Still unwilling to give up on tasty mint-chocolate treats (I was making these to bring to my sister-in-law's baby shower, by the way. So I really wanted them to look pretty and presentable in front of my mother-in-law, not to mention the aunts and cousins and everyone else.) I tried spooning the white chocolate on top of the horribly lumpy things I now created. I also tried rolling un-coated ones in powdered sugar, but it mostly just turned to mush from all the moisture sweating off of them. Here are some of my assorted attempts in all their glory:

In the end I decided to roll the most horribly lumpy ones in cocoa on the grounds that moist, sweaty poo-looking balls were more unappetizing than anything with a powdery cocoa look to it. I think that worked out okay. They were at least not a total waste of time, effort, and most importantly, chocolate!

At least I was able to present the nicest, least poo-looking ones I could to my SIL

I sorta stuck the rest on the end of the dessert table (I ended up filling about three of those tupperware containers you see in the pics) and thankfully people did find them to be yummy. I was even asked politely if I made them myself... I don't know if it was worse to admit that yes, I made something that ugly. or that someone might have thought I would actually purchase such unattractive candies. I suppose either way it was a good thing that they turned out to be so tasty!

Friday, July 8, 2011

The job description didn't say anything about heavy cleaning...

I have been at my new job for about two weeks now and I'm still enjoying it, getting my feet under me, and spending far too much of my time cleaning the shop space. This is my shop:
well, actually that is not my whole shop, it is only my spray area. Which is insanely awesome because its about 24' x 28' (larger than the entire wood&paint shop area at my previous job). This takes up a little less than half of my whole paint space, plus there's a fairly large paint storage and mixing area with two sinks off to the side.

In that picture I've already picked up and swept and shop-vac-ed the floor for the most part. It started out looking like this:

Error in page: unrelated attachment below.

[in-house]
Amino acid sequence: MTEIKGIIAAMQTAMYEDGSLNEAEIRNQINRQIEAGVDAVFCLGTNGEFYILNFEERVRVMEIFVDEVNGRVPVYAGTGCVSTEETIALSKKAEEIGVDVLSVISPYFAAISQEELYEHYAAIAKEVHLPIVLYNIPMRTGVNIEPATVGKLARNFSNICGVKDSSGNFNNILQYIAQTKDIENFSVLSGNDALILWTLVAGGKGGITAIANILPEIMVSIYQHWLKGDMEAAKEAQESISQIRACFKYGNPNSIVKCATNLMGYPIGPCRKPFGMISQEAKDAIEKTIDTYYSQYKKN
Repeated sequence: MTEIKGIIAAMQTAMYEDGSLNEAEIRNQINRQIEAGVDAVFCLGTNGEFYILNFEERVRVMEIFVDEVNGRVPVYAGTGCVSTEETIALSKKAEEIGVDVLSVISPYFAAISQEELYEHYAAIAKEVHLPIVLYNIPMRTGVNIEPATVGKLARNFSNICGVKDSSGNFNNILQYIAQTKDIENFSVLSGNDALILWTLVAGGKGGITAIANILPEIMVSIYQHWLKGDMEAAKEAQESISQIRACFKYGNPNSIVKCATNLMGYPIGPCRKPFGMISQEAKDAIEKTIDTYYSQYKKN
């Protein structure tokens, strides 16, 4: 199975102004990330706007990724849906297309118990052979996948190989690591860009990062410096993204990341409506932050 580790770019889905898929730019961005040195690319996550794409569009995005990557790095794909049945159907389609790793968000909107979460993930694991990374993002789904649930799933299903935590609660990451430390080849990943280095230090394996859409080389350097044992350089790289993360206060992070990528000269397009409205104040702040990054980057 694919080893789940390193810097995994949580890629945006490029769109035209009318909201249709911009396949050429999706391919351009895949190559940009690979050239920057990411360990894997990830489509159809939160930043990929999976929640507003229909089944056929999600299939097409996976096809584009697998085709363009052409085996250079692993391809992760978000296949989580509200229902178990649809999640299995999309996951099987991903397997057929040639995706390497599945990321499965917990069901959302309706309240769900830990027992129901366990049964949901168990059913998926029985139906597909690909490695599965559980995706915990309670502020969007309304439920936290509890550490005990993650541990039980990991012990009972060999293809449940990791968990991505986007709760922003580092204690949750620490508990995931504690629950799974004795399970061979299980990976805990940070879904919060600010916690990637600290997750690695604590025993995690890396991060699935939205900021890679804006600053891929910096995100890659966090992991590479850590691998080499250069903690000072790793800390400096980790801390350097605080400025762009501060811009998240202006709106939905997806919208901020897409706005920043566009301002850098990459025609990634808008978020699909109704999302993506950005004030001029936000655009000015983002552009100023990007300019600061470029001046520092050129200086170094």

The floor surface is 4 x 8 sheets of homasote laid down over the concrete floor and just gaff taped at the seams. While the stuff does start out a shade of grey, the color of that floor is actually just tons and tons of overspray from the gray and silver paints that are the main colors used in that part of the shop. The roll of paper standing up in the back of the room in that first photo was the very first thing I purchased at this job in order to cover the floor so in the future it will be much easier to just replace the paper rather than try to clean off the flooring material ever again. (the big white cabinet is actually a safe that we use as a storage cabinet for spray paints... it is rated to be explosion proof so it certainly qualifies for use as a flammables cabinet)

On the right hand side of the shop is our air handler. I don't even want to know how long it had been since someone had changed the filters on it, and I was so grossed out when I took them out to replace that I went a little cleaning-frenzy crazy on the thing...

That's one half of the machine scraped clean (my hands have the scrapes to show for it too) and the inside walls & floor vacuumed out. Here's a closeup so you can see a little more of just how much grime was there. It was quite literally up to a half-inch build up of paint that had settled in some places.

But all that work was totally worth it to me. Because I now have a happy spray room with a clean filter system keeping the air moving. Not only will my lungs thank me later, I just work so much better in a clean space. I'm chalking it up to time well spent in a shop that is slowly but surely starting to feel like it's really mine.